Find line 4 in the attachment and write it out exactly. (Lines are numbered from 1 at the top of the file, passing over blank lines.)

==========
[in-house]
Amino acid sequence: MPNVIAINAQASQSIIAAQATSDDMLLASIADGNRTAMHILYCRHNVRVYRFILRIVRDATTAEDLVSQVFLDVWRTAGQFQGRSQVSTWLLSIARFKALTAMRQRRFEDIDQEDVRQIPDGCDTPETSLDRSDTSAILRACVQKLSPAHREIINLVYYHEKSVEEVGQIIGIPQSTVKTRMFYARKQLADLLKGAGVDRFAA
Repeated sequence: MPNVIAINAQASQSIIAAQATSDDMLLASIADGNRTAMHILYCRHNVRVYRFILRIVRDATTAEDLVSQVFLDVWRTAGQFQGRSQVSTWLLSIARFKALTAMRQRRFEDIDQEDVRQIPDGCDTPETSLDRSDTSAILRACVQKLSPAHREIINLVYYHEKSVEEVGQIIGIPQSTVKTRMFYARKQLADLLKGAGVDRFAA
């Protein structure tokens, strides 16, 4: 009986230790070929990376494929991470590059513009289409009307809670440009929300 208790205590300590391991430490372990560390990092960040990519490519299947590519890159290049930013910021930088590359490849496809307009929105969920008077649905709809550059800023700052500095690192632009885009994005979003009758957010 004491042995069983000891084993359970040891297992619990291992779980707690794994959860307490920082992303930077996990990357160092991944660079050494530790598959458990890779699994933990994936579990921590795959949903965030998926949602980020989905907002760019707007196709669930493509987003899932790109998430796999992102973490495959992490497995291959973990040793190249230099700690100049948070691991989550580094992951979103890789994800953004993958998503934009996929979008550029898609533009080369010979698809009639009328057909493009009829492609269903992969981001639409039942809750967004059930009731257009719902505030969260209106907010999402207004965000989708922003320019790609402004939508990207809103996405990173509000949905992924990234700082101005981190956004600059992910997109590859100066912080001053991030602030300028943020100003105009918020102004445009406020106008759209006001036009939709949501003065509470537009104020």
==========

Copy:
């Protein structure tokens, strides 16, 4: 009986230790070929990376494929991470590059513009289409009307809670440009929300 208790205590300590391991430490372990560390990092960040990519490519299947590519890159290049930013910021930088590359490849496809307009929105969920008077649905709809550059800023700052500095690192632009885009994005979003009758957010 004491042995069983000891084993359970040891297992619990291992779980707690794994959860307490920082992303930077996990990357160092991944660079050494530790598959458990890779699994933990994936579990921590795959949903965030998926949602980020989905907002760019707007196709669930493509987003899932790109998430796999992102973490495959992490497995291959973990040793190249230099700690100049948070691991989550580094992951979103890789994800953004993958998503934009996929979008550029898609533009080369010979698809009639009328057909493009009829492609269903992969981001639409039942809750967004059930009731257009719902505030969260209106907010999402207004965000989708922003320019790609402004939508990207809103996405990173509000949905992924990234700082101005981190956004600059992910997109590859100066912080001053991030602030300028943020100003105009918020102004445009406020106008759209006001036009939709949501003065509470537009104020």